* The ECB left its capital requirements for Liberbank SA unchanged. The lender is already in compliance with the established common equity Tier 1 ratio of 9.5% and overall capital of 13%, having closed September with ratios of 14.5% and 16.1%, respectively, Expansión reported.
* BNP Paribas SA should increase staffing levels in Portugal to 6,000 by year-end, according to the CEO of the French financial group's local unit, Fabrice Segui, Jornal de Negócios reported. He said Portugal had become the company's "back office in Europe," adding that the local unit could play "an important role in contributing to the group's global strategy."
ITALY AND GREECE
* Banca IFIS SpA, Barclays Bank and Guber Banc acquired a €1.4 billion nonperforming loan portfolio made up of 22,000 positions, 19,500 of which were bought by Ifis for €535 million, Milano Finanza wrote.
* Iccrea Holding SpA and 14 cooperative banks that are part of the group will launch a €519 million securitization with the participation of the EIB, Il Sole 24 Ore wrote.
* Banca Popolare di Bari SCpA asked for a two-week extension to get approval of a recapitalization plan involving the FITD interdeposit protection fund and Mediocredito Centrale, Corriere della Sera reported. A Bari court, meanwhile, sent a 10-day extension of an investigation into Vincenzo De Bustis, CEO of Banca Popolare di Bari, over alleged obstruction to supervisory control and false information on companies and prospectus, la Repubblica wrote.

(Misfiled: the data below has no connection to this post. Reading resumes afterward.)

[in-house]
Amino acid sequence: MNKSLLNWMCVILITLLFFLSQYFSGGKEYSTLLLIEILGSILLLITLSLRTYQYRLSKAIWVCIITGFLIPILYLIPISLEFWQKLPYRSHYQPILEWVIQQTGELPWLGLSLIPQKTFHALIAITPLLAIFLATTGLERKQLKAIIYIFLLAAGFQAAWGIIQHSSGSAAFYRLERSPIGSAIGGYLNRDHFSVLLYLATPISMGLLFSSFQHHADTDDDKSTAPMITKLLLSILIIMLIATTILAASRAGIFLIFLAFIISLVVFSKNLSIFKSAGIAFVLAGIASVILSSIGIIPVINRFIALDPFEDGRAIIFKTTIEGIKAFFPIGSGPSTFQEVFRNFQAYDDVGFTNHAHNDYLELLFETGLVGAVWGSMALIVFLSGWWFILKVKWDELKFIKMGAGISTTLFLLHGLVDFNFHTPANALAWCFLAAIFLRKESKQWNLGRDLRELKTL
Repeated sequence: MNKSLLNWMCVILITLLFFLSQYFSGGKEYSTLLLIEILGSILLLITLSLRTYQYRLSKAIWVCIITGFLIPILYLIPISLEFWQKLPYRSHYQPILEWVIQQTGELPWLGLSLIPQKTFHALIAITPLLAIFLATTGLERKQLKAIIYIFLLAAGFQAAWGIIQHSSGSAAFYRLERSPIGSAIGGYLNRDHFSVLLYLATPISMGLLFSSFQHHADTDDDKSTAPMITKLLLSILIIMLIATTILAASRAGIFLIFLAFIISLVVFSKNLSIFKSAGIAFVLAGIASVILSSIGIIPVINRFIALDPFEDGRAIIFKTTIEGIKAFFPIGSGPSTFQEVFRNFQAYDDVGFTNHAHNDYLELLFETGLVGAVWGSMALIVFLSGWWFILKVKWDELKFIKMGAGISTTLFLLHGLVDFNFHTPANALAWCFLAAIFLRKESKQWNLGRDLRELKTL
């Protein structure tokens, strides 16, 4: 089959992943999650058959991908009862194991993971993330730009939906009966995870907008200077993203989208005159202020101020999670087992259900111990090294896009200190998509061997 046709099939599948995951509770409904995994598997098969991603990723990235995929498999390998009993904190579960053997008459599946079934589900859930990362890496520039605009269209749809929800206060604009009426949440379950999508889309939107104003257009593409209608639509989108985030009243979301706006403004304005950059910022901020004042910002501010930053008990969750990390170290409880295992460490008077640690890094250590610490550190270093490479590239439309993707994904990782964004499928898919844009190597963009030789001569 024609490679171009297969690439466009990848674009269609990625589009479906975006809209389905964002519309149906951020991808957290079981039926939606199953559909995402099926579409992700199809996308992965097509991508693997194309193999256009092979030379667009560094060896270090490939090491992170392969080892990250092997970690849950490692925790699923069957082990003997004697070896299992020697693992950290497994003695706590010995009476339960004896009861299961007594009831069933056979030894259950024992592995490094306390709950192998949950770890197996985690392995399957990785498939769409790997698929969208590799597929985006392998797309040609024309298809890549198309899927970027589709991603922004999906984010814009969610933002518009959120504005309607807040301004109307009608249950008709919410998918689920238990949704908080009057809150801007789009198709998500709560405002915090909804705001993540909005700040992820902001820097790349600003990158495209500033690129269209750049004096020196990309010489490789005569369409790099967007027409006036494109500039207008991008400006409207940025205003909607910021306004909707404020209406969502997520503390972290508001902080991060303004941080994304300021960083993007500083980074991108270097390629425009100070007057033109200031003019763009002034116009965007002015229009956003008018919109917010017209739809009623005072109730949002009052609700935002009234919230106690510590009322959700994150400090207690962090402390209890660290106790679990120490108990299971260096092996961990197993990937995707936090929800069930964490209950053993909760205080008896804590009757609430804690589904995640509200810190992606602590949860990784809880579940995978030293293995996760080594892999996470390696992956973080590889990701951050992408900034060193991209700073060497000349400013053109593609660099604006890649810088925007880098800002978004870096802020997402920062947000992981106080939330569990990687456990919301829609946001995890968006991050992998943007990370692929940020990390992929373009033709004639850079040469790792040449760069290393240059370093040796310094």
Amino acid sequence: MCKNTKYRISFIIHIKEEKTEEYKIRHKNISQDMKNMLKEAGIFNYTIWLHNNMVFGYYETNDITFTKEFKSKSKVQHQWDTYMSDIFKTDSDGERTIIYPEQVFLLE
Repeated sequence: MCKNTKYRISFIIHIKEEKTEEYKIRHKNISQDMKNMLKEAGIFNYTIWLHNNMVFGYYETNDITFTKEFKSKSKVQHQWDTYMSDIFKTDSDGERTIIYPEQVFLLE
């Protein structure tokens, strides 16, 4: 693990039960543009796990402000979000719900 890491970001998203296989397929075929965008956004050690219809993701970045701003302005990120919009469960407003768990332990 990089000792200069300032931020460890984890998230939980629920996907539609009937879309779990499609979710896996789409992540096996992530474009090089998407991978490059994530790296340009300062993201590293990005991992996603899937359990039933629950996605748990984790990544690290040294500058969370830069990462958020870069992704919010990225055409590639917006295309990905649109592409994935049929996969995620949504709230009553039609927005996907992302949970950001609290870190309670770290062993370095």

* Credito Emiliano SpA is willing to consider acquisitions but is not interested in Banca Monte dei Paschi di Siena or in Banca Carige, director general Nazzareno Gregori told l'Economia, adding that he was more concerned about "spending well" than "spending less."
* Helo Meigas is stepping down as chief risk officer of Swedbank AB (publ), among other changes in its executive team. Gunilla Domeij Hallros will succeed Meigas in an acting capacity until a permanent replacement is named. The Swedish lender's group management will also be reduced to 14 from 17 as part of an organizational restructuring in a bid to clarify governance.
* The Danish Financial Services Authority has instructed Sparekassen Vendsyssel to tighten its anti-money laundering monitoring, detection and transaction reporting systems. The FSA found a number of shortcomings connected to the savings bank's AML-linked systems following a routine audit conducted during the fourth quarter, Børsen and FinansWatch reported.
* Turkey's central bank revised reserve requirement regulations related to loan growth levels of local banks and introduced consumer price index adjustment to calculations of loan growth. Reuters covered.
* Turkish banking regulator BDDK is expected to ask local lenders to come up with their own roadmaps to cut the nonperforming loans ratio in their balance sheets, as part of efforts to boost lending and growth in the country, according to Bloomberg News. Banks must meet their bad debt targets by the end of 2020.
* Russia's PJSC State Transport Leasing Co. acquired a 76.27% stake in JSCB National Reserve Bank (JSC), RBC reported.
IN OTHER PARTS OF THE WORLD
Asia-Pacific: KB Financial to cancel shares; China eases ownership rules for life insurers
Middle East & Africa: Boubyan Bank to acquire BLME; S&P acts on Senegal; GCB Bank's digital drive